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How to treat a Snake Bite

How to treat a Snake Bite

There are almost 2,700 species of snakes in the world, of which 272 species are found in India. In that, 58 species are poisonous. Most snakes are not poisonous; This article provides some guidelines on the measures to be taken before and immediately after the snake bite. Most snake bite deaths are due to fear.



How to treat a Snake Bite




Everything you've seen in the movies, like sucking the venom from the wound, cutting it with a knife, etc., is COMPLETELY wrong. You would only increase the damage that is already done. The only things that really work are the following:

Snake bite Signs & Symptoms :


1) discharge of the wound with blood

2) Fang marks on the skin and swelling at the site of the bite

3) localized severe pain

4) Diarrhea, nausea and vomiting.

5) seizures, fainting, dizziness, weakness

6) blurred vision

7) Fever increased thirst

8) Loss of muscle coordination, numbness and rapid tingling of the pulse.








Snake bite prevention :

1) Avoid going out in the dark, especially during the monsoon, without a torch and leather boots / shoes.

2) When moving through tall grass or weeds, push the ground in front of you with a long stick to scare away snakes.

3) Check your shoes for snakes / insects before putting your feet inside

4) The roads should be fine, avoid paving with loose titles.

5) Snakes love dark and cool places! Eliminate such areas in the workplace.

6) After any construction work, remove all debris immediately. Give shelter to the snake.

7) There should be no vegetation (small trees, vines) touching the wall of the house, which can help snakes climb the windows and any fan.

8) Disinfectants with spicy odors such as phenyl can be used regularly in toilets and drains. Snakes avoid the unpleasant smell.


Snake bite First aid : Do it RIGHT :

1) reassure the victim,

2) Immobilize the bitten limb without compression.

3) Take the victim to the hospital as soon as possible

4) Tell the doctor signs that appear on the way to the hospital.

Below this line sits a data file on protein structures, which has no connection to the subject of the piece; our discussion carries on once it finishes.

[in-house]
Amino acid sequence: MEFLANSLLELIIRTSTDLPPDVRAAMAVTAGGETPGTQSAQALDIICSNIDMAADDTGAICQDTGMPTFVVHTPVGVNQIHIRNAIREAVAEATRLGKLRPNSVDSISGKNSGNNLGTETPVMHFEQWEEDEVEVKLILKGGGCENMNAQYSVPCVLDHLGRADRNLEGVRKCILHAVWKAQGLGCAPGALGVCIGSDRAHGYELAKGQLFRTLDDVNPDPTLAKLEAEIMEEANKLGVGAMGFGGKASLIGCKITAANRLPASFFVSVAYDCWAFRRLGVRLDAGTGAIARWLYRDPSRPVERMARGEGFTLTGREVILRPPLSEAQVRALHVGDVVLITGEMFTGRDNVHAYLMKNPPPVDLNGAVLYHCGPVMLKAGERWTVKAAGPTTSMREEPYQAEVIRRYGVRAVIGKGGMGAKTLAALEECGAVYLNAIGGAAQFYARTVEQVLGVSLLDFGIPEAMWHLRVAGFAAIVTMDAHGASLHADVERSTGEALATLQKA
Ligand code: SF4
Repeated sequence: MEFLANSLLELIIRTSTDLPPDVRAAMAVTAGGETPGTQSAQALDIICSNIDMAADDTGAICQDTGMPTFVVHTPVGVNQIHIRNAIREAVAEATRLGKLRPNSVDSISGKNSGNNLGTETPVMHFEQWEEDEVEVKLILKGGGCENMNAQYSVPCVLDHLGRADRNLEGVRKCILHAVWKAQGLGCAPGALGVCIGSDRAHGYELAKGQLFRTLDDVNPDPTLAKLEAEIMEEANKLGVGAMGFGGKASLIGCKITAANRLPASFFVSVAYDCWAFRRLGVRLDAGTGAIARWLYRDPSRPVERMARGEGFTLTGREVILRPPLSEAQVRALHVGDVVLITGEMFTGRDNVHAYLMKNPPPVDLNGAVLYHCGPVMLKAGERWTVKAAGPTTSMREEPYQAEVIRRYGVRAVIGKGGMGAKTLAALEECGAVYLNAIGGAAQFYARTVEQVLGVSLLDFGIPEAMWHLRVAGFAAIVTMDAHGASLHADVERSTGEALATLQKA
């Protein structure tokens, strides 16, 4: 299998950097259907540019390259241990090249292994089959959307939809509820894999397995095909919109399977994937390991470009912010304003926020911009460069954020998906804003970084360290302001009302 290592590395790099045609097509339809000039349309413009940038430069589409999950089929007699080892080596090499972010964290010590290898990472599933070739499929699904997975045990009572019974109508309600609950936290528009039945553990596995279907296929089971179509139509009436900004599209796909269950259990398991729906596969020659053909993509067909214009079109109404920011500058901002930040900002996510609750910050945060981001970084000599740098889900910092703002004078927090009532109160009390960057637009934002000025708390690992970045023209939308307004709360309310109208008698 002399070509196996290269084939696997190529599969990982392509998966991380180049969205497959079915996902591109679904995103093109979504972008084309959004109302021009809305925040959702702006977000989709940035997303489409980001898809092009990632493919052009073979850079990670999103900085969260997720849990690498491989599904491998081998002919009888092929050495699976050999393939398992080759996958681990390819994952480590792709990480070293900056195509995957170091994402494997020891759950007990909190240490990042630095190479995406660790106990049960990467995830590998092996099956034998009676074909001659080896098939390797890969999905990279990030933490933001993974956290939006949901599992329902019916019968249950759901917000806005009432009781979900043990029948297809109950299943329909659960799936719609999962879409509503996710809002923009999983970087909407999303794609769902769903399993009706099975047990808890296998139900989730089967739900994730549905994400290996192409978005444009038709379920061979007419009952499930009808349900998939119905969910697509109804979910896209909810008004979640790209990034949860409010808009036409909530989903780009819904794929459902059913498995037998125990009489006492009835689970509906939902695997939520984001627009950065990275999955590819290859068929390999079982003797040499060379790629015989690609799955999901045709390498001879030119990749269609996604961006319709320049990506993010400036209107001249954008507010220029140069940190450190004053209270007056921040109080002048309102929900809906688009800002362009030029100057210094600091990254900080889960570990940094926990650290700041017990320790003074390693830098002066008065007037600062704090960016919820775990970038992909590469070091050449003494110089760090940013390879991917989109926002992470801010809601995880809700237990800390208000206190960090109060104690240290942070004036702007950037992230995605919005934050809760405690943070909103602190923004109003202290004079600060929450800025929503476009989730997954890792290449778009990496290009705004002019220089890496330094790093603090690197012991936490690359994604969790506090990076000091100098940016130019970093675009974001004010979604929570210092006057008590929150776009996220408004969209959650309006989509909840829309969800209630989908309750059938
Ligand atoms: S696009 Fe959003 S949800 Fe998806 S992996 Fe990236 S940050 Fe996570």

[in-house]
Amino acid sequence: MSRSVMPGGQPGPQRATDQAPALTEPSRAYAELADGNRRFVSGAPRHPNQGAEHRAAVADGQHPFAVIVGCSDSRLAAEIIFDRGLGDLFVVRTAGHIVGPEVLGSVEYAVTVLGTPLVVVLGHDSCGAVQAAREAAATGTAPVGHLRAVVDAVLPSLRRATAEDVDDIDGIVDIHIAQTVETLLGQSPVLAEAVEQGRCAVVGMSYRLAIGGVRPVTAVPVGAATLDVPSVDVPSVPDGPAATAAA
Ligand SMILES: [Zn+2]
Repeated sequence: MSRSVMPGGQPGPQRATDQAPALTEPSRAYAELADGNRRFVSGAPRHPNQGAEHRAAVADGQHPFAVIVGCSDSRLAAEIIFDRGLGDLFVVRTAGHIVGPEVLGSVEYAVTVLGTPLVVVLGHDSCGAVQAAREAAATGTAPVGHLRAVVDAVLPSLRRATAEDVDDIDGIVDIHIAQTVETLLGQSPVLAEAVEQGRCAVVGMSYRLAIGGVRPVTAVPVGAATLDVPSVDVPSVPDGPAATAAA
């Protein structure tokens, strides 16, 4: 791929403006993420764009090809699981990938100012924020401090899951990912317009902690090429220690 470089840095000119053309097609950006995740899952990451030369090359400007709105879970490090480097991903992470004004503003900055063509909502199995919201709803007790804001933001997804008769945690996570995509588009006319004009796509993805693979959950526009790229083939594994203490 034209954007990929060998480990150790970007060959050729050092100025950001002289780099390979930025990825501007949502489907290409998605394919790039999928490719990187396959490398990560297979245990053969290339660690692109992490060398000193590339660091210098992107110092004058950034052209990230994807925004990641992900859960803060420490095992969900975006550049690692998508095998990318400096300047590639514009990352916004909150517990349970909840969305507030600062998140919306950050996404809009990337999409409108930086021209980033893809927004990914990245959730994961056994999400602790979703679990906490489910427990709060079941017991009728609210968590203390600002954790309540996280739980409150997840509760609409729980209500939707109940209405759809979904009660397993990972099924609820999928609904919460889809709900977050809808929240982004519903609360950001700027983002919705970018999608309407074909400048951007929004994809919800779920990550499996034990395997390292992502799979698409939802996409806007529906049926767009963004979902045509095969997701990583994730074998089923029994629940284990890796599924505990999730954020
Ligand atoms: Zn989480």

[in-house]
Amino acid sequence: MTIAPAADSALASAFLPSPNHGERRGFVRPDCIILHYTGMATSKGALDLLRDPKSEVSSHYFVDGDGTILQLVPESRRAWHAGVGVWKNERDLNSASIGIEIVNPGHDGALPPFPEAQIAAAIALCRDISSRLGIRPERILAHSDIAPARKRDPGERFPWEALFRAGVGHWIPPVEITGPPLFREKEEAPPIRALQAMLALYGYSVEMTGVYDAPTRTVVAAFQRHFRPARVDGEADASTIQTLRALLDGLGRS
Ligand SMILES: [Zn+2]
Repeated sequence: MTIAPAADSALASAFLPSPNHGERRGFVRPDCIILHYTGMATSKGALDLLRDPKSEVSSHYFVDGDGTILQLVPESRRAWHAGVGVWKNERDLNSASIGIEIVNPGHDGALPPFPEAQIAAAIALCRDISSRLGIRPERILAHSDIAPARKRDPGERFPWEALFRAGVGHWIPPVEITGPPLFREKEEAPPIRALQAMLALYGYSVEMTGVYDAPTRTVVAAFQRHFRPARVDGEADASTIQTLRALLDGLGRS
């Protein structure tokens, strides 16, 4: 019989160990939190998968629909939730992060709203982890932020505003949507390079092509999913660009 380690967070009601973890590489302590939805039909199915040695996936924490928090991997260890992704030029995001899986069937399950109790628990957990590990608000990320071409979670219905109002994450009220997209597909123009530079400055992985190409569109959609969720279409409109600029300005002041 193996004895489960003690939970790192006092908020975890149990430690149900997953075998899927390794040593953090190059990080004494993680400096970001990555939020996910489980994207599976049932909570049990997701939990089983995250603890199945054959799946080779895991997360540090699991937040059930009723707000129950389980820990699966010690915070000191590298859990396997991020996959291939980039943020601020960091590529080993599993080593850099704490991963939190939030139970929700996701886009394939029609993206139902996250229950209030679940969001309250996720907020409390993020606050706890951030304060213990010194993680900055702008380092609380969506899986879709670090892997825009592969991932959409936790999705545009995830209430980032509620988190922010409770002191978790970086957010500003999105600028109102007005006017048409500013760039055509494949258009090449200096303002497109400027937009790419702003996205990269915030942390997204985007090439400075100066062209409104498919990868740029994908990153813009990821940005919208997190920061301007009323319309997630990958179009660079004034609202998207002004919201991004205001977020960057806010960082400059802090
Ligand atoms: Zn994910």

Snake bite DO'S:

1) Withdraw yourself or the victim from the risk of a second bite.

2) Take note of the physical appearance of the snakes (color and shape). It is important to describe the snake to hospital staff so that the appropriate anti-poison can be administered.

3) Wash the bite with running water as soon as possible, in which the maximum poison is removed.
4) Quickly take off jewelry or tight clothing near the bite, before swelling begins.

5) Calm the patient. Immobilize the bite arm or leg and stay as quiet as possible to prevent the poison from spreading through your body.

6) Keep the bite area under the heart to decrease the flow of the poison.

7) Apply a splint to reduce movement of the affected area, but keep it loose enough not to restrict blood flow.

8) Control the blood pressure, temperature, respiratory rate and pulse of the victim, as best you can.



Snake bite DONT'S:

1) Don't panic: remember that most bites, even poisonous snakes, are not fatal. Panic can increase the danger to the victim by including a rapid heat stroke.

2) Do not excite the victim or allow the victim to walk if it can be avoided. Doing so will increase blood circulation and accelerate the spread of venom beyond the area of ​​the sting.

3) Do not cut the wound or try to extract the poison with the oral suction.

4) Do not use a tourniquet or apply ice.

5) Do not drink caffeine or alcohol.

6) Do not try to capture the snake, but try to remember its color and shape so you can describe it, which will help in its treatment.
7) Do not raise the site of the bite above the level of the person's heart.
8) Do not give the victim any medication unless directed by a doctor.

9) Never drive a snake, even if you think it's dead. Recently dead snakes can still bite by reflex.

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